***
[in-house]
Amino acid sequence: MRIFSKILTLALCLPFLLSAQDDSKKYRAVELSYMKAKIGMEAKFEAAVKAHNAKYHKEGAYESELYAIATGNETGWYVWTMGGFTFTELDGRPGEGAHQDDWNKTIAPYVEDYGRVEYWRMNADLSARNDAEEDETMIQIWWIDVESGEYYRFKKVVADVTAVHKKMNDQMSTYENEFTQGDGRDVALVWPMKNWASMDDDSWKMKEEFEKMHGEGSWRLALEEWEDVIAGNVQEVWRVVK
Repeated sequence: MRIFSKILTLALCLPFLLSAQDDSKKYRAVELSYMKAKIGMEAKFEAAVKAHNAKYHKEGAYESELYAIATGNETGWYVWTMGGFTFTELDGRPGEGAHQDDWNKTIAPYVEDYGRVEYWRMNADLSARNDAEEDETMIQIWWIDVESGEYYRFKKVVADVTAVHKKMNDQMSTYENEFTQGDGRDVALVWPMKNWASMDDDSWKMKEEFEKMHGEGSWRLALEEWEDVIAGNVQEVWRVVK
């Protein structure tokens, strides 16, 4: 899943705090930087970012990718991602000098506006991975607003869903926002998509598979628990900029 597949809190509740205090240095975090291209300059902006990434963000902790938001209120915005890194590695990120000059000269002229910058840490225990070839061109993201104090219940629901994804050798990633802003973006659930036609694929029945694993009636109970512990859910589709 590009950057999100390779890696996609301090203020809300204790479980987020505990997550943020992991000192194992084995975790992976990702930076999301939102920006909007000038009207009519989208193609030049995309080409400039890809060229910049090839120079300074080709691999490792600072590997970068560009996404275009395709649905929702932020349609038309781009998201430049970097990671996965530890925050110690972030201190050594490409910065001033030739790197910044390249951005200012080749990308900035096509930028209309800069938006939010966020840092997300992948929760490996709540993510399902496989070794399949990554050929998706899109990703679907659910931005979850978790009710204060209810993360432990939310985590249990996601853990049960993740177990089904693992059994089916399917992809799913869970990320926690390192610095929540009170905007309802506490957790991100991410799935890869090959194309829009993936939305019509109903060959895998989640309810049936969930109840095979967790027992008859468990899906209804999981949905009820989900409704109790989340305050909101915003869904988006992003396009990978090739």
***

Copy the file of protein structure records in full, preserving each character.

[in-house]
Amino acid sequence: MRIFSKILTLALCLPFLLSAQDDSKKYRAVELSYMKAKIGMEAKFEAAVKAHNAKYHKEGAYESELYAIATGNETGWYVWTMGGFTFTELDGRPGEGAHQDDWNKTIAPYVEDYGRVEYWRMNADLSARNDAEEDETMIQIWWIDVESGEYYRFKKVVADVTAVHKKMNDQMSTYENEFTQGDGRDVALVWPMKNWASMDDDSWKMKEEFEKMHGEGSWRLALEEWEDVIAGNVQEVWRVVK
Repeated sequence: MRIFSKILTLALCLPFLLSAQDDSKKYRAVELSYMKAKIGMEAKFEAAVKAHNAKYHKEGAYESELYAIATGNETGWYVWTMGGFTFTELDGRPGEGAHQDDWNKTIAPYVEDYGRVEYWRMNADLSARNDAEEDETMIQIWWIDVESGEYYRFKKVVADVTAVHKKMNDQMSTYENEFTQGDGRDVALVWPMKNWASMDDDSWKMKEEFEKMHGEGSWRLALEEWEDVIAGNVQEVWRVVK
């Protein structure tokens, strides 16, 4: 899943705090930087970012990718991602000098506006991975607003869903926002998509598979628990900029 597949809190509740205090240095975090291209300059902006990434963000902790938001209120915005890194590695990120000059000269002229910058840490225990070839061109993201104090219940629901994804050798990633802003973006659930036609694929029945694993009636109970512990859910589709 590009950057999100390779890696996609301090203020809300204790479980987020505990997550943020992991000192194992084995975790992976990702930076999301939102920006909007000038009207009519989208193609030049995309080409400039890809060229910049090839120079300074080709691999490792600072590997970068560009996404275009395709649905929702932020349609038309781009998201430049970097990671996965530890925050110690972030201190050594490409910065001033030739790197910044390249951005200012080749990308900035096509930028209309800069938006939010966020840092997300992948929760490996709540993510399902496989070794399949990554050929998706899109990703679907659910931005979850978790009710204060209810993360432990939310985590249990996601853990049960993740177990089904693992059994089916399917992809799913869970990320926690390192610095929540009170905007309802506490957790991100991410799935890869090959194309829009993936939305019509109903060959895998989640309810049936969930109840095979967790027992008859468990899906209804999981949905009820989900409704109790989340305050909101915003869904988006992003396009990978090739």